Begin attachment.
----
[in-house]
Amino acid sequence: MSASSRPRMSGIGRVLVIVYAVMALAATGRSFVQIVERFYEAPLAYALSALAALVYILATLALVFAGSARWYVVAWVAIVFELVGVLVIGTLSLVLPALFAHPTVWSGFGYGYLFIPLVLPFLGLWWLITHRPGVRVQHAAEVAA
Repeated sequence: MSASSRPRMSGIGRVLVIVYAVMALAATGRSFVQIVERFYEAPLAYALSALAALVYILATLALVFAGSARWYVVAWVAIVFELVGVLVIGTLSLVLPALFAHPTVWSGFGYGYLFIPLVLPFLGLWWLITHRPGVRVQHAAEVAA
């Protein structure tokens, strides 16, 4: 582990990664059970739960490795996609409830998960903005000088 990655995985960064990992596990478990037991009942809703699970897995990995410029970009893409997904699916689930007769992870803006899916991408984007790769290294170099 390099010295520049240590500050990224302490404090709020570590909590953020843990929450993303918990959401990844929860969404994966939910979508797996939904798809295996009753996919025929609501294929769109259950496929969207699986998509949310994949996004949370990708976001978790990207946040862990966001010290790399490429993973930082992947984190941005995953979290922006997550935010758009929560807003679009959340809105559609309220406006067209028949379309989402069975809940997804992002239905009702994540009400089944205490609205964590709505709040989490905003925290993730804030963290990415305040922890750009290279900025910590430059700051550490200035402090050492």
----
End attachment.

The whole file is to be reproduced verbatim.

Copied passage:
[in-house]
Amino acid sequence: MSASSRPRMSGIGRVLVIVYAVMALAATGRSFVQIVERFYEAPLAYALSALAALVYILATLALVFAGSARWYVVAWVAIVFELVGVLVIGTLSLVLPALFAHPTVWSGFGYGYLFIPLVLPFLGLWWLITHRPGVRVQHAAEVAA
Repeated sequence: MSASSRPRMSGIGRVLVIVYAVMALAATGRSFVQIVERFYEAPLAYALSALAALVYILATLALVFAGSARWYVVAWVAIVFELVGVLVIGTLSLVLPALFAHPTVWSGFGYGYLFIPLVLPFLGLWWLITHRPGVRVQHAAEVAA
């Protein structure tokens, strides 16, 4: 582990990664059970739960490795996609409830998960903005000088 990655995985960064990992596990478990037991009942809703699970897995990995410029970009893409997904699916689930007769992870803006899916991408984007790769290294170099 390099010295520049240590500050990224302490404090709020570590909590953020843990929450993303918990959401990844929860969404994966939910979508797996939904798809295996009753996919025929609501294929769109259950496929969207699986998509949310994949996004949370990708976001978790990207946040862990966001010290790399490429993973930082992947984190941005995953979290922006997550935010758009929560807003679009959340809105559609309220406006067209028949379309989402069975809940997804992002239905009702994540009400089944205490609205964590709505709040989490905003925290993730804030963290990415305040922890750009290279900025910590430059700051550490200035402090050492």